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Royal Rift: Queen Elizabeth's Upset Over Harry and Meghan's Lilibet Decision Unveiled in New Biography

Royal Rift: Queen Elizabeth's Upset Over Harry and Meghan's Lilibet Decision Unveiled in New Biography
Published 2 months ago on Jan 15, 2024

It has been revealed that one of the final strifes during Queen Elizabeth's reign involved the controversial naming choice made by Prince Harry and Meghan Markle for their daughter, Lilibet. In a recently serialized biography, "King Charles III," by Robert Hardman, the queen's distress over the unauthorized use of her personal nickname for their child comes to light.

In the narrative presented by the biography, the late queen expressed her dismay, stating, "I don't own the palaces, I don't own the paintings, the only thing I own is my name. And now they've taken that." The controversy, which escalated with conflicting reports regarding whether the Sussexes sought the queen's approval, sheds light on a family disagreement that marred the final years of Queen Elizabeth's reign.

Lilibet, a term of endearment reserved for the closest family and friends, took a more personal turn when used as the name for Prince Harry and Meghan Markle's daughter. The revelation that the queen was upset by this decision emerged in Hardman's biography, where a member of the queen's staff noted that she was "as angry as I'd ever seen her" following the public announcement.

The disagreement gained renewed attention after a BBC report disputed claims that the queen had given her blessing for the use of her childhood nickname. The report, citing a "Palace source," stated that the queen was "never asked" by Harry and Meghan about the name. The Sussexes swiftly responded through their spokesman, asserting that they had informed the queen and would not have used the name if she had not been supportive. Legal action was threatened against the BBC for what the Sussexes deemed a "false and defamatory" report.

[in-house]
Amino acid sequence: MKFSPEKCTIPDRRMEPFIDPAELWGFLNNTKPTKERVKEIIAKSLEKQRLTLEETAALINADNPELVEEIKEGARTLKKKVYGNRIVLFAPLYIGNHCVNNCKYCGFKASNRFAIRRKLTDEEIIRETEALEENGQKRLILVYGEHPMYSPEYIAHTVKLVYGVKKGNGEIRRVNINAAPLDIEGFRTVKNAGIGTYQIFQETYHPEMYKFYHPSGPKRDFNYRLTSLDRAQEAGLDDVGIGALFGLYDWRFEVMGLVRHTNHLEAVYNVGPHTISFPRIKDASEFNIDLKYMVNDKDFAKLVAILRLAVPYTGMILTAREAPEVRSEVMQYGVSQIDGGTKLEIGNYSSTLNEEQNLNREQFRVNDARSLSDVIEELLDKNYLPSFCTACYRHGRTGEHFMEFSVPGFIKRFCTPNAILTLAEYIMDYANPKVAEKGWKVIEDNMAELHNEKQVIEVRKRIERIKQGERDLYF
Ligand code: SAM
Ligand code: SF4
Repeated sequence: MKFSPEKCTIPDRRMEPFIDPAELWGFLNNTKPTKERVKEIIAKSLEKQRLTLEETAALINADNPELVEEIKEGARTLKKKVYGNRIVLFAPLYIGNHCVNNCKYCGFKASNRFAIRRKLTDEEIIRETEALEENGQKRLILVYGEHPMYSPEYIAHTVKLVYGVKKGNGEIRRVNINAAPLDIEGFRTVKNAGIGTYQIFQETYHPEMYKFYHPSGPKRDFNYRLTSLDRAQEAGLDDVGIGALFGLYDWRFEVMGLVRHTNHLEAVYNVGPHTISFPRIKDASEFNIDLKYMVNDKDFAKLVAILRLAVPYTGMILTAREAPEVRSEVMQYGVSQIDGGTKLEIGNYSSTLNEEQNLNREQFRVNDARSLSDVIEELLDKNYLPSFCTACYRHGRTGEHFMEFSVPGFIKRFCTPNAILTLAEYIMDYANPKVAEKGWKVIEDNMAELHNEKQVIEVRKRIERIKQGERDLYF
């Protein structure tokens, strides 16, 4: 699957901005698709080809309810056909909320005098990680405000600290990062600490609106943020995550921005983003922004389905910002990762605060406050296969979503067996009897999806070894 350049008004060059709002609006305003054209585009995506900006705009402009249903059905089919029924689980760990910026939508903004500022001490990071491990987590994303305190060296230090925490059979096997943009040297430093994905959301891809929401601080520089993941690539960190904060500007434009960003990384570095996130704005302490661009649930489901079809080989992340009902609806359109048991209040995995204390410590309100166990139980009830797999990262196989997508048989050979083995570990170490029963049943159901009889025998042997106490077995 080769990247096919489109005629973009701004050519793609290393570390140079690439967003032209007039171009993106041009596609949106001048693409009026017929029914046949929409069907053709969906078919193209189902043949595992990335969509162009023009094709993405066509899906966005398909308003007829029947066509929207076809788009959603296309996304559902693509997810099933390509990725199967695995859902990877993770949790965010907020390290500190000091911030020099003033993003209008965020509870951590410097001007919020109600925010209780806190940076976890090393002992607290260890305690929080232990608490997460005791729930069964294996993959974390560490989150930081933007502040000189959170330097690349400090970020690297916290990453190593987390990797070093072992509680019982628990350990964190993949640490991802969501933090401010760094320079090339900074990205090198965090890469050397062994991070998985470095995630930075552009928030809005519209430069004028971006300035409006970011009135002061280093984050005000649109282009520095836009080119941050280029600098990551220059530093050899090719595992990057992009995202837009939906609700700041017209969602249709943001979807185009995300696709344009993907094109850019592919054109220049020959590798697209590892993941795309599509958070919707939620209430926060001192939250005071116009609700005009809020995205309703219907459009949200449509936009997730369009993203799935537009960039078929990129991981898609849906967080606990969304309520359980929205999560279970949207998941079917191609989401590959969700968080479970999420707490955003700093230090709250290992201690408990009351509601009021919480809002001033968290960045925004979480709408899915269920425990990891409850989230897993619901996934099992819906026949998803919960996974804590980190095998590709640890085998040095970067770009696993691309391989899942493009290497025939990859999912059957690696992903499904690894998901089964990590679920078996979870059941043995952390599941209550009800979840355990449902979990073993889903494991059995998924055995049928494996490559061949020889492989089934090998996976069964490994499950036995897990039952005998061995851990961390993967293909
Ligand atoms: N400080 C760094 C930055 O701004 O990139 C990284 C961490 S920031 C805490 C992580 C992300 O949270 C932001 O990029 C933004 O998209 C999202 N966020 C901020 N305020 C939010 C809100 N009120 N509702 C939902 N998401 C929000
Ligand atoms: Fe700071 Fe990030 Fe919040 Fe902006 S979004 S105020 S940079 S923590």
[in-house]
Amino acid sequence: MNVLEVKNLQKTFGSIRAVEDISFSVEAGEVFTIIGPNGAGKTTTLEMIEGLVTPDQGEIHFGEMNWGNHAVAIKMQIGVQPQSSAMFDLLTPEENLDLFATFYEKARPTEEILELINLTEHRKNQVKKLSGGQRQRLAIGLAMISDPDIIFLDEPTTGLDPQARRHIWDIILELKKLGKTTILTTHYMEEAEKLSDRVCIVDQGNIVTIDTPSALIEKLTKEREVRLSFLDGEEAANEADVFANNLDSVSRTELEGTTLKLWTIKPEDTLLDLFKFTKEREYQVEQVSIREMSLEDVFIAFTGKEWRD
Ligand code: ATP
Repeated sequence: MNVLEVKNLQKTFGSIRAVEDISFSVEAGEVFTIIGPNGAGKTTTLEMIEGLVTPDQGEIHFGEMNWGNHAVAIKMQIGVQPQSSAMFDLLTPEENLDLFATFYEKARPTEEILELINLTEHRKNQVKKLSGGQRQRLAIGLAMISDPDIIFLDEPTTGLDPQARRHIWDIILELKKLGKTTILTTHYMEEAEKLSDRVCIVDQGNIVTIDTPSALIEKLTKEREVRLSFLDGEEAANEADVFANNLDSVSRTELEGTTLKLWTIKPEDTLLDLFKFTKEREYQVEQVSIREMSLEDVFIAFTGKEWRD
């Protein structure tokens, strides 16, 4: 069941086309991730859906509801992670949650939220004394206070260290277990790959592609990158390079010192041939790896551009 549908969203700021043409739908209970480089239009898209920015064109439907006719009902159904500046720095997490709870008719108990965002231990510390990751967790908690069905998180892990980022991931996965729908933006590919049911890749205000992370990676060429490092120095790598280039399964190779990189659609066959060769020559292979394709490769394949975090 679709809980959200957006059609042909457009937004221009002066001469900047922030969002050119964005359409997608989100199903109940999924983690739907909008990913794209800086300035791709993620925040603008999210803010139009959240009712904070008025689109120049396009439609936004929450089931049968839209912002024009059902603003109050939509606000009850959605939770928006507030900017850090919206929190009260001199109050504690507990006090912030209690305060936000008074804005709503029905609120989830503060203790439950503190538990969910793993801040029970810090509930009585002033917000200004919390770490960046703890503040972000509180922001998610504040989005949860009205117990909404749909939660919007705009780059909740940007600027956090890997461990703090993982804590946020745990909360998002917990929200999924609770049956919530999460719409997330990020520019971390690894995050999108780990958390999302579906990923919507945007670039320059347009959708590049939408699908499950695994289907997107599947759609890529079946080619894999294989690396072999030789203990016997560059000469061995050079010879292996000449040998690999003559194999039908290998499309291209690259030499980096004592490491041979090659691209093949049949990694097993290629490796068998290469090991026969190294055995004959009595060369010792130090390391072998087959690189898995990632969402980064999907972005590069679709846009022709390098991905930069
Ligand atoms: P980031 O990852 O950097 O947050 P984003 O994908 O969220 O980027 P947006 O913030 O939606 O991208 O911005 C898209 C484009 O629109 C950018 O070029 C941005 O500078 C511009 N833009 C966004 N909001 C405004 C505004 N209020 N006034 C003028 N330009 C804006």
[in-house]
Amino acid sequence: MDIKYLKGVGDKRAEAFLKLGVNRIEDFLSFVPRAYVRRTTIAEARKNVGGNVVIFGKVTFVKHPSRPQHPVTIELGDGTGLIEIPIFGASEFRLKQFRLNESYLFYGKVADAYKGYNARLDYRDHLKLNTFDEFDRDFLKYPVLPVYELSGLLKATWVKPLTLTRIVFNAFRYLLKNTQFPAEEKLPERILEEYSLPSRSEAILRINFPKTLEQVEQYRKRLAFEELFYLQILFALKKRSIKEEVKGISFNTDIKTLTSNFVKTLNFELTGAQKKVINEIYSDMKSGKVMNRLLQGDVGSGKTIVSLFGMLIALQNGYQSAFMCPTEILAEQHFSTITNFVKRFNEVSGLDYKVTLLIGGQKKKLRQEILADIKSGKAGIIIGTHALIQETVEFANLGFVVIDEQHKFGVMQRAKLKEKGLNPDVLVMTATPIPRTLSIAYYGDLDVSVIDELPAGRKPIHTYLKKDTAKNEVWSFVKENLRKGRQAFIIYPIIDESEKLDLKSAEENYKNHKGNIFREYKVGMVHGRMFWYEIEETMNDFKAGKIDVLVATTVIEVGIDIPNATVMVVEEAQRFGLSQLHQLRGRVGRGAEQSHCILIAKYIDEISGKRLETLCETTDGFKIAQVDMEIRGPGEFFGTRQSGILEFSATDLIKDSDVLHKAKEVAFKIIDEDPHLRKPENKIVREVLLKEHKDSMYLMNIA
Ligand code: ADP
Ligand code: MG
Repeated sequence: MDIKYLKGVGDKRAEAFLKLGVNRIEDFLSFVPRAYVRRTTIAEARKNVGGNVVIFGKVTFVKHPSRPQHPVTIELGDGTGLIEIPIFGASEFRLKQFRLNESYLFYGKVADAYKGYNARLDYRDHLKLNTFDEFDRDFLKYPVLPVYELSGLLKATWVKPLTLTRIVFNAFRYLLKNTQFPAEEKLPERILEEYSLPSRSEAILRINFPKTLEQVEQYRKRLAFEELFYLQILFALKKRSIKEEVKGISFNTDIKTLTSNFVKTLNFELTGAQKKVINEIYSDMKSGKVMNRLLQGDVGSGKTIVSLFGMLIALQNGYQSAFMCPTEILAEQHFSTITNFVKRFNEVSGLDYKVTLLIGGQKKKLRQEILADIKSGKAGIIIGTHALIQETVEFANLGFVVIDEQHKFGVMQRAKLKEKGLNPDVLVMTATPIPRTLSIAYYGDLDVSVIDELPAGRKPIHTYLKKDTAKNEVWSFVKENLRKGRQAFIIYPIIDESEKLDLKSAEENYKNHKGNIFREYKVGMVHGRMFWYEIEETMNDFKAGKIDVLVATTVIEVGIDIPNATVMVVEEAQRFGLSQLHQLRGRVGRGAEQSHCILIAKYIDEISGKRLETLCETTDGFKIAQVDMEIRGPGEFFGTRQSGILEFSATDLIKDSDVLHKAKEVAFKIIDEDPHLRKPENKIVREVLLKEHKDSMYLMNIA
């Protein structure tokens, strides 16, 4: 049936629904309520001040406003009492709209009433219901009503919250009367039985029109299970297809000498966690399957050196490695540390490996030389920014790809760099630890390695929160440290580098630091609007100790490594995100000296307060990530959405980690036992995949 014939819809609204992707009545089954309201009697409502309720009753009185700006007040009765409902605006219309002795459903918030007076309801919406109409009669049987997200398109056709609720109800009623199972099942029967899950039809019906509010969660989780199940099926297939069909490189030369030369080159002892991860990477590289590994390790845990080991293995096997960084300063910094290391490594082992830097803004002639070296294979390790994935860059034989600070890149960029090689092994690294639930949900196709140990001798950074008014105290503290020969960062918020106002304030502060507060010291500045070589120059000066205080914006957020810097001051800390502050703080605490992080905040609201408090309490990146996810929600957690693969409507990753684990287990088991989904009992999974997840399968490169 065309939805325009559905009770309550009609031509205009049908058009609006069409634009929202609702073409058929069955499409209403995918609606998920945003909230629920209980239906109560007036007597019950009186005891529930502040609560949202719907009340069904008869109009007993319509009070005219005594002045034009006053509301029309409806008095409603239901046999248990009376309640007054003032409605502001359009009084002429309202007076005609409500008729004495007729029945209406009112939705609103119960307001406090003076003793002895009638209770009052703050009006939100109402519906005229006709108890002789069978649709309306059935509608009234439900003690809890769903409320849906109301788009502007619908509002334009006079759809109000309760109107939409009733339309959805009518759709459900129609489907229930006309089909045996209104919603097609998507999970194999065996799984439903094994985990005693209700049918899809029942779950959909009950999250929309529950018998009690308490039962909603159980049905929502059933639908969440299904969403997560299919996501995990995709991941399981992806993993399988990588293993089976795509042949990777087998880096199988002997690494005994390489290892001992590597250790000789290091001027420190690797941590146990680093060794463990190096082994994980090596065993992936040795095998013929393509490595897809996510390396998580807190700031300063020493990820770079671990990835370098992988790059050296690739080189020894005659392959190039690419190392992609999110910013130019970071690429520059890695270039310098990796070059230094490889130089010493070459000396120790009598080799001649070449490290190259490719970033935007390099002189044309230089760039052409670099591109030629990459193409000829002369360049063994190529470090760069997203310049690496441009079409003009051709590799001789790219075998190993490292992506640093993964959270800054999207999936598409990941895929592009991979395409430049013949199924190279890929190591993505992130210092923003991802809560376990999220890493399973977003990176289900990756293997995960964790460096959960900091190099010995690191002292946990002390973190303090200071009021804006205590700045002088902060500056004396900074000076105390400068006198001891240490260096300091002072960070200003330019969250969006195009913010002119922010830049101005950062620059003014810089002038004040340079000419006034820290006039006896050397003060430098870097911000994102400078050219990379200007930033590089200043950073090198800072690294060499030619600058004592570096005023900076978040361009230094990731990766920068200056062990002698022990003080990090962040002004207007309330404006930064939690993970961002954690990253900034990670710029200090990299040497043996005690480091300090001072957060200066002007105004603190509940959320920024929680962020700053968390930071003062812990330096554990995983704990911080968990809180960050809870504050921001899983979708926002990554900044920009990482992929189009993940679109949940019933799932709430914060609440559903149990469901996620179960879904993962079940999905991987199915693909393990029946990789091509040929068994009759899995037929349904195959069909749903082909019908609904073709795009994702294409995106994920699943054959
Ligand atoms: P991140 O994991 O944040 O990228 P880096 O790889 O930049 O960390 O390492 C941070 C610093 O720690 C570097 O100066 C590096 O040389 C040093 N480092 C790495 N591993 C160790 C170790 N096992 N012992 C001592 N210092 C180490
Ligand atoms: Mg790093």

The biography sheds light on the aftermath of this dispute, revealing that Buckingham Palace refused to be drawn into supporting the Sussexes' version of events. Despite the couple's requests for public support, the palace "rebuffed" their appeals, leading to the quiet dissipation of legal threats.

The revelation of Queen Elizabeth's distress over the naming controversy adds a poignant layer to the unfolding saga. While the queen was reportedly taken aback by the announcement, she chose not to voice her concerns publicly until she felt her name was being "weaponized" in legal battles against the BBC. The biography suggests that the elderly monarch, who had been the conservator of various national assets, considered her personal nickname as one of the few things she truly owned.

The ongoing strife surrounding the name of Prince Harry and Meghan Markle's daughter, Lilibet, reflects a deeper discord within the royal family. The late queen's distress, as portrayed in the biography, unveils a clash of perspectives between the Sussexes and the monarchy, marking a regrettable chapter in the twilight of Queen Elizabeth's reign. Little Lilibet, caught in the crossfire, becomes an unwitting symbol of a family dispute that continues to resonate even after the passing of the queen.

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